Argus solution TGS Salt Identification Challenge

Source code of 14th place solution for TGS Salt Identification Challenge by Argus team (Ruslan Baikulov, Nikolay Falaleev).


We used PyTorch 0.4.1 with framework Argus simplifies the experiments with different architectures and allows to focus on deep learning trials rather than coding neural networks training and testing scripts.

Data preprocessing

The original images with size 101x101 px padded to 148x148 px with biharmonic inpaint from skimage package. This “padding” performed better for us than reflection or zero padding. Random crop to the input size 128x128 px, flip in the left-right direction and random linear color augmentation (for brightness and contrast adjustment) were applied.

Model design:

General scheme of the neural networks architectures

After a series of experiments, we ended with a U-Net like architecture with an SE-ResNeXt50 encoder. Standard decoder blocks enriched with custom-built FPN-style layers. In addition to the segmentation task, an additional classification branch (empty/contains salt tile) added into basic network architecture.

Models Training

Loss: Lovasz hinge loss with elu + 1
Optimizer: SGD with LR 0.01, momentum 0.9, weight_decay 0.0001
Train stages:

  1. EarlyStopping with patience 100; ReduceLROnPlateau with patience=30, factor=0.64, min_lr=1e-8; Lovasz 0.75 + BCE empty 0.25.
  2. Cosine annealing learning rate 300 epochs, 50 per cycle; Lovasz 0.5 + BCE empty 0.5.


Averaged results of two training used in the final submission: SE-ResNeXt50 on 5 random folds. SE-ResNeXt50 on 6 mosaic based folds (similar mosaics tiles placed in the same fold) without the second training stage.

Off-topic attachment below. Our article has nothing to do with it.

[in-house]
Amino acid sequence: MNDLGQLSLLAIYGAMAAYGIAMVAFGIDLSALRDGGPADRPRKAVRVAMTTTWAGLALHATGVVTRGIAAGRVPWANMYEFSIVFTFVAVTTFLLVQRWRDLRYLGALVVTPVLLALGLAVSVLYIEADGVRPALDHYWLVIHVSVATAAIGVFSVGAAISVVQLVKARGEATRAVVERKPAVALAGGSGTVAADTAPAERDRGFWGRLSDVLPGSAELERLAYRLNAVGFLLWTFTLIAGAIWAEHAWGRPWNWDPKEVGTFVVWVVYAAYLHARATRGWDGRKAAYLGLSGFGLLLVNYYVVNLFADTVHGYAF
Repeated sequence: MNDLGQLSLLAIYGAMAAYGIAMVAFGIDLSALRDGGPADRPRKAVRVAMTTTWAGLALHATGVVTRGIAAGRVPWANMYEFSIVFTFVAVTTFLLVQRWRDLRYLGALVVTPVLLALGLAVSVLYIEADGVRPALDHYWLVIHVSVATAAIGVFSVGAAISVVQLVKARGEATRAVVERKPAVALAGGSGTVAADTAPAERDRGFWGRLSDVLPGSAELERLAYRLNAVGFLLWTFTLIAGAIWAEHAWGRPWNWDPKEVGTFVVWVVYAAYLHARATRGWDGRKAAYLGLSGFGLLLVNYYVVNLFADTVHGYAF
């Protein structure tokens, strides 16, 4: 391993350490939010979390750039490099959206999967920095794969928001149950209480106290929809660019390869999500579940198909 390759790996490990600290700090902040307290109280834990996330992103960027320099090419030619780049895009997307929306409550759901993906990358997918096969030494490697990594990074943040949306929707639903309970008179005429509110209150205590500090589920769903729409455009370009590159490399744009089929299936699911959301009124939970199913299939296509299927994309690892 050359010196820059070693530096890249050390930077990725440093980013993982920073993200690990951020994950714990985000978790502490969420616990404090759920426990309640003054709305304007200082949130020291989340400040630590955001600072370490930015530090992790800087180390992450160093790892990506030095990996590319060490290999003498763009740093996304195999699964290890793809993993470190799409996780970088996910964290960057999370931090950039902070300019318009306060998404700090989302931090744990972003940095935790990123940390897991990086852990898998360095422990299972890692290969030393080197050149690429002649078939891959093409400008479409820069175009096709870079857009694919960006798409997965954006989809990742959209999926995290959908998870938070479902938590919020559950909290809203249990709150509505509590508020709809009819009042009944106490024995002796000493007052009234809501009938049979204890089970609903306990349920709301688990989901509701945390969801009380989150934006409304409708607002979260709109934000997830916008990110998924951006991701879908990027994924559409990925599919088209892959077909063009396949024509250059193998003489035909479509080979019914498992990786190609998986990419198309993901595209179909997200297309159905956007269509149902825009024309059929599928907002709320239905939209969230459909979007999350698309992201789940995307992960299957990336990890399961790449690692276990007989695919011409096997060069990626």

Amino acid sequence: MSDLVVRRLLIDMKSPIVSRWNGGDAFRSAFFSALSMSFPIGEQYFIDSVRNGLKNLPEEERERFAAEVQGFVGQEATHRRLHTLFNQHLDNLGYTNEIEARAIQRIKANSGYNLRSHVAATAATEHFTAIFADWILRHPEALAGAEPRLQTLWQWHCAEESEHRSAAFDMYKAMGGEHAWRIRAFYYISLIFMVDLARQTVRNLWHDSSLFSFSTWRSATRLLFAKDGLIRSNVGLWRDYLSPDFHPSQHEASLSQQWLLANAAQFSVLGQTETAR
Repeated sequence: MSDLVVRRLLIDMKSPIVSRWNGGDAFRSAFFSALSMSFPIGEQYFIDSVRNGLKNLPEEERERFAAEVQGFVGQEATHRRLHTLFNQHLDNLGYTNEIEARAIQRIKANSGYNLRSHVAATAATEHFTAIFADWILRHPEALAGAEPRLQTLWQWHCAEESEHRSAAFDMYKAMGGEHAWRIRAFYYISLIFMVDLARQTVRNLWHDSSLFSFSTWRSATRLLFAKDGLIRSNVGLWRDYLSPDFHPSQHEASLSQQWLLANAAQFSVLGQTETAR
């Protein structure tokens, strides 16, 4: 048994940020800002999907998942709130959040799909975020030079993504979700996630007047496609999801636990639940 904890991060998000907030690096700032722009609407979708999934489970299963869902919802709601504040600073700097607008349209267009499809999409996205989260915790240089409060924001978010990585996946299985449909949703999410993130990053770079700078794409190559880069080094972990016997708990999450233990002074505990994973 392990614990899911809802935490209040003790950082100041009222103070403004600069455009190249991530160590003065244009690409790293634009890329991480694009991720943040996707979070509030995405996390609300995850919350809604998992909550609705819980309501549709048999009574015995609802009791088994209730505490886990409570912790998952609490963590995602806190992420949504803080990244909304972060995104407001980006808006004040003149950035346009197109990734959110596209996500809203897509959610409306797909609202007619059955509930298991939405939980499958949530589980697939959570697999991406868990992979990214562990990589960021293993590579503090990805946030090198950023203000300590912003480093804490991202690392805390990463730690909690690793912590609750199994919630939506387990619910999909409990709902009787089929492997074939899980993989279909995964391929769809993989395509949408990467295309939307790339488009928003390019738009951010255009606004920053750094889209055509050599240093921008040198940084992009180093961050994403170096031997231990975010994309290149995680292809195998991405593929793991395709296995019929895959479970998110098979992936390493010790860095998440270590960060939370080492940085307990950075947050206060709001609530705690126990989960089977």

Mosaics-based post-processing. We used the Vicens Gaitan’s Kernel but not on a raw input dataset, but on images after histogram matching to an average histogram, which helps us to assembly more tiles into mosaics. In addition to extrapolating tiles with vertical masks from train subset on neighbouring tiles, we performed an automatic detection of small missed corners and inpaint them by a polygon with a smooth-curve boundary. Holes in masks were also filled with OpenCV.


Sample results image

Example of the whole mosaic post-processing. Green/blue - salt/empty regions from the train dataset; red - predicted mask; yellow - inpainted by the post-processing (used in the final submission).

The results are based on a step-by-step improvement of the pipeline, postprocessing, and fair cross-validation. Finally, results were achieved by carefully selected architectures without heavy ensembles of neural nets and second order models. Reasonable cross-validation with the evaluation metric prevented us from overfitting on the public leaderboard.

For more details on data pre- and post-processing, as well as conducted experiments with neural nets, check out a blog post.

Quick setup and start


The provided dockerfile is supplied to build image with cuda support and cudnn.



The final submission file will be at: